Attached is a picture of me with an of my favorite colombian desserts.

Bogota Eats and Drinks blogger Diana Holguin poses with an oblea, one of her favorite Colombian desserts.

Diana Holguin is the brains behind, an incredible resource of Colombian food recommendations and restaurant tips. After scrolling through more than 10 pages of posts, I had every meal of my upcoming trip to Bogota planned.

Diana’s blog told me where to order the best hot chocolate, what the secret ingredients are in Colombia’s signature soup, and, most importantly, how to ask for a side of hot sauce.

A lifelong foodie, Diana attended culinary school at Le Cordon Bleu in London, and received a Masters in Gastronomy from the University of Adelaide, Australia.

I interviewed Diana to hear more about her blog and her passion for Colombian food. Read on to learn how civil unrest shaped Colombia’s cuisine and where to go when you’re craving some hen neck.

Tell us about your blog. What inspired you to write about Bogota’s food scene?

Food has always been a huge passion of mine. My family – my grandmother especially – were really into cooking. I always enjoyed cooking but never considered it as a career option until 2000. I went to culinary school and worked in restaurants for a while. When I moved back to Colombia, I couldn’t find restaurant work that interested me or paid well. So I started working in marketing and sales (which I’m terrible at). But rather than putting all my food projects aside, I decided to start a blog in 2008. At first it was just for my sisters and parents. I really had no idea it would go anywhere. Then people started writing me emails and asking for recommendations. Now I run the blog, work as a translator and run food tours through Bogota.

Bogota food

Check out Diana’s blog to learn the secret ingredients of ajiaco, Bogota’s signature soup. Photograph by Diana Holguin.

Did you grow up in Bogota?

I was born in Miami but my whole family is from Bogota. It just happened that my dad was working in Miami when I was born. We moved back and forth a lot. I left Colombia in 1994 when the situation with the drug cartels got violent. I returned at the end of 2007. I was curious to see what it would be like to live here again after 13 years away. I also wanted to be closer to my parents. The city has completely transformed. I’m really glad I came back.

Based on your experience, what is the biggest difference between American and Colombian food?

The United States has been influenced by so many cultures; there’s so much diversity. That obviously affects the food. Colombia doesn’t have that. Colombia has the indigenous food, the food brought over with slaves, and the food influenced by the Spanish. That’s it. We’ve had a civil war for so many decades. We never saw many immigrants. But now the younger generation who left when the violence was bad, like myself, are returning to Bogota and opening new restaurants influenced by the cuisines where they used to live.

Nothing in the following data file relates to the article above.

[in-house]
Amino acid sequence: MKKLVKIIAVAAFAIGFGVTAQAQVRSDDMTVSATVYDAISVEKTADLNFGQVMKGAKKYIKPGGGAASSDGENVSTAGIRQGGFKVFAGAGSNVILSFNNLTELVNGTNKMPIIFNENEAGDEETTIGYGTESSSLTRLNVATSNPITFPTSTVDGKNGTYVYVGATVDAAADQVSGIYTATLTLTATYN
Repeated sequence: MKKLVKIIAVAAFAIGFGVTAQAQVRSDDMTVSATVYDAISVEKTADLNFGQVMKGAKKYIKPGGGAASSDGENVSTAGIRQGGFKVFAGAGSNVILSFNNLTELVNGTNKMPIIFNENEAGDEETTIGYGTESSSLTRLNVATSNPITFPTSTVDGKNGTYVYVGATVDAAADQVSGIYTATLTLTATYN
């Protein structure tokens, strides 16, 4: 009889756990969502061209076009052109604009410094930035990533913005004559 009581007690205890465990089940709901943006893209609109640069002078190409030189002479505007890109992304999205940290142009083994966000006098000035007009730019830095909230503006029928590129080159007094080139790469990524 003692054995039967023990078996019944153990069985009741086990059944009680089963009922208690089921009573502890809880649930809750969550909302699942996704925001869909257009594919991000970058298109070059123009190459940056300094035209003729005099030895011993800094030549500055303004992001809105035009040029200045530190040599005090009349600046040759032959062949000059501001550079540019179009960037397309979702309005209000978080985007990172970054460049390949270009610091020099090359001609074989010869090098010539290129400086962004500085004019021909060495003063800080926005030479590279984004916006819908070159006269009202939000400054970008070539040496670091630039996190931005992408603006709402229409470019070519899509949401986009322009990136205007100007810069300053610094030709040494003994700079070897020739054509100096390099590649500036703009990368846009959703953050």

What are your top three restaurant recommendations for first time Bogota visitors?

The high-end restaurant that I would recommend for Colombian fusion is Leo Cocina y Cava. The chef has become a bit of a celebrity here. She does a lot of work in small communities, helping people document their culinary history – the recipes that have been passed down from previous generations but never written down. In the process, she’s also learning more about local ingredients and how to incorporate them into her food.

Mini-mal is a new restaurant that I want to write about on the blog. I met one of the chefs and we’ve become good friends. Her husband used to be a farmer and their mission is to support smaller farms. Just the fact the owners are so passionate about what they do makes the food even better.

Then there’s Piqueteadero Doña Nieves. The restaurant has been open for more than 65 years and their specialty is hen. In the kitchen you can see these huge pots of hens and broth. It’s pretty cool. You order a half or a whole hen. They serve it in a big basket lined with banana leaves and filled with hen, yucca and plantains. There’s a new dish that’s more for the brave. It’s called pescuezo, which translates to neck. The head is attached and stuffed with rice and blood and organ meat. It’s actually really good.

Bogota hen neck

Hen neck from Piqueteadero Doña Nieves. Could you do it? Image from Diana’s instagram. Follow her here »

You give food tours of Bogota. Tell us about those.

The Bogota Eats & Drinks Food Tours take you to five places to see everything from the very traditional to the more modern takes on Colombian gastronomy. With my background in gastronomy and cooking, we usually end up talking a lot about food preparation and ingredients. I have a very strong relationship with the people we visit during the tour.

What is the biggest misconception people have about Bogota?

It still has the reputation that it’s really dangerous, that you’re going to get kidnapped. That’s not true. Then there’s the misconceptions that the food is bland and awful. Most people who take my tour leave with a better impression of Colombian food.

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